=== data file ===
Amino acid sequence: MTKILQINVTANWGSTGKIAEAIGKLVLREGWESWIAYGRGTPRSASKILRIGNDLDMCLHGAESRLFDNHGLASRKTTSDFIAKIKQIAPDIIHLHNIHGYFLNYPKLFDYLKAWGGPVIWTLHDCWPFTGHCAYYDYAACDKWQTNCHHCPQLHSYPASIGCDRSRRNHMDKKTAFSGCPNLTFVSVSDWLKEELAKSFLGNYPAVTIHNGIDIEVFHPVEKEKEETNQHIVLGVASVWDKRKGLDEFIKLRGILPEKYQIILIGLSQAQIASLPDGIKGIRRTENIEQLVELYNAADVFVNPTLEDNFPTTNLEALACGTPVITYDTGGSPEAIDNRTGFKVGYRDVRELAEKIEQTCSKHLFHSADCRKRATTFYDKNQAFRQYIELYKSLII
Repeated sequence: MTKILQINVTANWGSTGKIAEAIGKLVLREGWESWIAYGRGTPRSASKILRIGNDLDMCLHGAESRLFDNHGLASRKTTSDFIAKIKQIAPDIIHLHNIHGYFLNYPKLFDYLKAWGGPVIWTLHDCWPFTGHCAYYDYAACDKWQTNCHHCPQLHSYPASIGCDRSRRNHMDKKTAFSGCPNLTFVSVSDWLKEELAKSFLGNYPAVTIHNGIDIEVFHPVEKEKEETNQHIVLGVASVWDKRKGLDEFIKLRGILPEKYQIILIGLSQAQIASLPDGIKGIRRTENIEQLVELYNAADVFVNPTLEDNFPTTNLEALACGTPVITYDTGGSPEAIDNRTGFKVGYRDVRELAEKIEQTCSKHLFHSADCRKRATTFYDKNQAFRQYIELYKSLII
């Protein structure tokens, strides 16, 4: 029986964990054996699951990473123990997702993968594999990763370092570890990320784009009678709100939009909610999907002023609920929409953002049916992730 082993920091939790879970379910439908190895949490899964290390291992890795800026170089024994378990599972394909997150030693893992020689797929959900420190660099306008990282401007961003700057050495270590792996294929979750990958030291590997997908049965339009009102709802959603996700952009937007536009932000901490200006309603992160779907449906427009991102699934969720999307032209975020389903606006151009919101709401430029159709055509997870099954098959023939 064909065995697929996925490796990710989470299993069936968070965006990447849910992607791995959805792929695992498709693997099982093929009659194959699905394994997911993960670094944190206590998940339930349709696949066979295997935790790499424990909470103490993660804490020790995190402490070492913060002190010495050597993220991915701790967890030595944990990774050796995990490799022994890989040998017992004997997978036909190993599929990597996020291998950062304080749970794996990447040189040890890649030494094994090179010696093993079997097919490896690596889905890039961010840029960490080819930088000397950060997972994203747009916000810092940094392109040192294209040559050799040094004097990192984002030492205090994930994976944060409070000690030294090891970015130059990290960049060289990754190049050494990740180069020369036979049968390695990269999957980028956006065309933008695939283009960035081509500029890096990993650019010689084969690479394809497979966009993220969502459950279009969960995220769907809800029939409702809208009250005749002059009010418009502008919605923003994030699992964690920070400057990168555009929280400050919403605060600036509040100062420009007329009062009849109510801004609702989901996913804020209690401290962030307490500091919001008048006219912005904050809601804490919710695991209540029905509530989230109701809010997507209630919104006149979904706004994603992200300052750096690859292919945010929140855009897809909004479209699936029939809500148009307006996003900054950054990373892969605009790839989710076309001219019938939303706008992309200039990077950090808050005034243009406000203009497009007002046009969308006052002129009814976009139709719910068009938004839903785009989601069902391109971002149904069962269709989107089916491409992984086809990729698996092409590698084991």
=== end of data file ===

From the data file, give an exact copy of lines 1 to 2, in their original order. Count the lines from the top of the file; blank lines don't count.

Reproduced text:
Amino acid sequence: MTKILQINVTANWGSTGKIAEAIGKLVLREGWESWIAYGRGTPRSASKILRIGNDLDMCLHGAESRLFDNHGLASRKTTSDFIAKIKQIAPDIIHLHNIHGYFLNYPKLFDYLKAWGGPVIWTLHDCWPFTGHCAYYDYAACDKWQTNCHHCPQLHSYPASIGCDRSRRNHMDKKTAFSGCPNLTFVSVSDWLKEELAKSFLGNYPAVTIHNGIDIEVFHPVEKEKEETNQHIVLGVASVWDKRKGLDEFIKLRGILPEKYQIILIGLSQAQIASLPDGIKGIRRTENIEQLVELYNAADVFVNPTLEDNFPTTNLEALACGTPVITYDTGGSPEAIDNRTGFKVGYRDVRELAEKIEQTCSKHLFHSADCRKRATTFYDKNQAFRQYIELYKSLII
Repeated sequence: MTKILQINVTANWGSTGKIAEAIGKLVLREGWESWIAYGRGTPRSASKILRIGNDLDMCLHGAESRLFDNHGLASRKTTSDFIAKIKQIAPDIIHLHNIHGYFLNYPKLFDYLKAWGGPVIWTLHDCWPFTGHCAYYDYAACDKWQTNCHHCPQLHSYPASIGCDRSRRNHMDKKTAFSGCPNLTFVSVSDWLKEELAKSFLGNYPAVTIHNGIDIEVFHPVEKEKEETNQHIVLGVASVWDKRKGLDEFIKLRGILPEKYQIILIGLSQAQIASLPDGIKGIRRTENIEQLVELYNAADVFVNPTLEDNFPTTNLEALACGTPVITYDTGGSPEAIDNRTGFKVGYRDVRELAEKIEQTCSKHLFHSADCRKRATTFYDKNQAFRQYIELYKSLII